On Thursday August 25, two women have filed a federal lawsuit challenging the state’s nearly decade-old death with dignity law. Backed by a national advocacy group, they state that Vermont violates the US constitution by making residency one of the requirements to access euthanasia.
Of the 11 jurisdictions nationwide that have legalized medical aid-in-dying, 10 require the patient to be a resident there. That includes Vermont. According to the plaintiffs, limiting the medical aid-in-dying option to Vermont residents violates the U.S. Constitution’s guarantee of equal treatment.
Dr. Diana Barnard is one of two plaintiffs. She asserts the law is preventing her from providing end-of-life drugs to out-of-staters. Barnard is a palliative and hospice care specialist in Middlebury at Helen Porter Rehabilitation and Nursing and UVM Health Network-Porter Medical Center, and her practice treats both Vermonters and North Country, New York residents. For 13 years, she has helped terminally ill patients navigate suffering in life and decency in death.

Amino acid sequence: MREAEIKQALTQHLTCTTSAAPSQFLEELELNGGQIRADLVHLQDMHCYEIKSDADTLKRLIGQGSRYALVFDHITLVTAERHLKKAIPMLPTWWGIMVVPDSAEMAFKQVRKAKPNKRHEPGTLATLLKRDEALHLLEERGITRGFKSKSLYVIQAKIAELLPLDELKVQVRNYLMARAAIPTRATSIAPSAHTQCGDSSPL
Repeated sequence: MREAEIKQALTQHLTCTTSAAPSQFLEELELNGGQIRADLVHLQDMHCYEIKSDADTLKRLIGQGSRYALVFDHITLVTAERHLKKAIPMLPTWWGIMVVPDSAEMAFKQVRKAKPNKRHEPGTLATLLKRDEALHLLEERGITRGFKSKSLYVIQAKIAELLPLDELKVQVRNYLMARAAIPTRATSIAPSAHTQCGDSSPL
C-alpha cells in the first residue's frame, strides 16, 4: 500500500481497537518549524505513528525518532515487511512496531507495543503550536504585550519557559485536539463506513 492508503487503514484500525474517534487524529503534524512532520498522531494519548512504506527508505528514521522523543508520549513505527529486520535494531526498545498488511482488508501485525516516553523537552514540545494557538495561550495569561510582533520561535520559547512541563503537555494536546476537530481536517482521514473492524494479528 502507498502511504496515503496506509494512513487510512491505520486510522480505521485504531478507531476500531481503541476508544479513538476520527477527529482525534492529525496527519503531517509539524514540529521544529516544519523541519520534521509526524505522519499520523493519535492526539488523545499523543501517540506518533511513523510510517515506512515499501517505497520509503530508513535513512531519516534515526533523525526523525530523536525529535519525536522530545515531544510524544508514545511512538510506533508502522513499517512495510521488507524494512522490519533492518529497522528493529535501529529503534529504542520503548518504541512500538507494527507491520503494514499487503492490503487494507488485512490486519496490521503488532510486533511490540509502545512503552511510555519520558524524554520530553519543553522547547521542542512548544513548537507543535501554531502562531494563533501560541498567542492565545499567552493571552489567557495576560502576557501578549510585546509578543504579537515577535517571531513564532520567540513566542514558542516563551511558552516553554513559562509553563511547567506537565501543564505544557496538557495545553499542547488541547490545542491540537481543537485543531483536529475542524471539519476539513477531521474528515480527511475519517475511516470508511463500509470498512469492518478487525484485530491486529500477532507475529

Lynda Bluestein, a 70 year old Connecticut woman with terminal cancer and a former public health worker and advocate, told that although she doesn’t yet meet the city’s second requirement —having fewer than six months of life expectancy — she is determined not to lose control over her end-of-life care after she was diagnosed with her fourth, and this time terminal, bout of fallopian tube cancer.
Vermont in 2013 was the first state in the country to enact medical aid-in-dying legislation. It’s called the Patient Choice and Control at End of Life Act, or Act 39. But physicians are only permitted to prescribe terminally ill patients with life-ending medication if they’re residents of Vermont. Most who exercise this right have cancer.
According to the Vermont Health Department, 34 Vermont patients were prescribed life-ending medicine between 2017 and 2019 and 28 of them used it to end their life. In the most recent report submitted to the legislature, the health department cited 29 prescriptions between 2019 and 2021, and 21 people filled them. Since Act 39′s inception through June 2021, a total of 116 people received prescriptions.